The Supreme Court’s Opinion

The Supreme Court’s verdict on the question of whether dissident members of a parliamentary party could cast votes against their party’s directives has in many ways shaken the already precarious political set-up that has been in place since Prime Minister Imran Khan was voted out. While it appears that the Shahbaz Sharif government has decided to complete its short tenure and the National Assembly and new cabinet may still last its term, the power play of the situation has very much changed and the ball is not in PML-N’s court anymore.
In many ways, this decision has left us with a lot more questions than answers, and this is reflected in the fact that two judges of the five-member bench dissented from the majority verdict. Firstly, this is a major precedent that the Court has set—one which does not find a previous citation on. It has changed the way we look at Article 63 and the Vote of No-Confidence—the verdict essentially makes any initiative for a Vote of No-Confidence defunct in every government where one party has a simple majority, and Article 58 of the Constitution appears to apply only in case of coalition governments, as PTI’s was.
The honourable Court may have left this game-changing precedent, but it did not follow up with the technicalities that remain. It remains to be seen whether this verdict will be applied retrospectively or prospectively, leaving a big question mark on the validity of Hamza Shahbaz’s Chief Ministership. Moreover, this verdict has brought confusion about the jurisdiction of the Election Commission of Pakistan (ECP). Previously, disqualification under Article 63 would occur at the discretion of the ECP upon a petition by the party head. Now it remains to be seen whether this process may be followed or dissident parliamentarians are automatically disqualified—or perhaps, since their vote doesn’t count to begin with, the proceedings to disqualify also do not apply.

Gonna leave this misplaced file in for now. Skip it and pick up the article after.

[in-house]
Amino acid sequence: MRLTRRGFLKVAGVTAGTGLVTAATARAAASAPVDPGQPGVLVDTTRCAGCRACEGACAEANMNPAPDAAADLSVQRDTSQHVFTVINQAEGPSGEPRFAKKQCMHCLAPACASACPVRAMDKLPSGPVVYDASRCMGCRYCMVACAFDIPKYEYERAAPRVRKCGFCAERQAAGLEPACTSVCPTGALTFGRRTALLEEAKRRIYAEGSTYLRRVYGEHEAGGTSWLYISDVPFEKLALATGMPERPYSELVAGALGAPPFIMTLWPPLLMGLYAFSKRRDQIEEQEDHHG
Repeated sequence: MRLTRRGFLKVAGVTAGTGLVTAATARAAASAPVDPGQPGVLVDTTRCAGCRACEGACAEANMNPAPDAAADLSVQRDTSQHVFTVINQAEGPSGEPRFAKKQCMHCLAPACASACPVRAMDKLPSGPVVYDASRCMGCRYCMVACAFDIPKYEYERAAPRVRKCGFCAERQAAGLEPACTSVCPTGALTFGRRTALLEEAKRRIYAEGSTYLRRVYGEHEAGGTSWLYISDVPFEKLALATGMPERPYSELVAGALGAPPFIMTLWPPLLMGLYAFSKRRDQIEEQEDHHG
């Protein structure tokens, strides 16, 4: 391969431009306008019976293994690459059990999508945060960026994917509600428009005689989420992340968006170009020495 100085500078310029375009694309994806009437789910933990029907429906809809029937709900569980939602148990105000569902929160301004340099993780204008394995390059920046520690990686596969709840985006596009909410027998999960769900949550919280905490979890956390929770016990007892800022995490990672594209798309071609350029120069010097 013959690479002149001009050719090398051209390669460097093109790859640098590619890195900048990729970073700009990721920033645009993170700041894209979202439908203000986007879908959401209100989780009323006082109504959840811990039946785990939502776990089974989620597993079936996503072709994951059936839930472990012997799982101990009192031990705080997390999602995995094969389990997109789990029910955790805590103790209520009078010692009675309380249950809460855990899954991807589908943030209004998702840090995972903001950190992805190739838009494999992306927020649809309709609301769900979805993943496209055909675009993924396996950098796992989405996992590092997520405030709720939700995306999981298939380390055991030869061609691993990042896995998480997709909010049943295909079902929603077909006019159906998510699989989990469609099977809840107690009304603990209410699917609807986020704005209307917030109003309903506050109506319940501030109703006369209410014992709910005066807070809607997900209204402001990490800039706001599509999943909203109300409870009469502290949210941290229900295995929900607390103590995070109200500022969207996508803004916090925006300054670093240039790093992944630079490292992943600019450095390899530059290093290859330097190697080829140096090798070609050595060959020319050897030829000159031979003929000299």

Nevertheless, it is hoped that this verdict does not lead to further political rivalry and instability, which is the last thing the country needs considering the fiscal crisis we find ourselves in. Unfortunately, this does not seem likely considering the political power play we might see with PML-N in the centre and a possible PTI government in Punjab.

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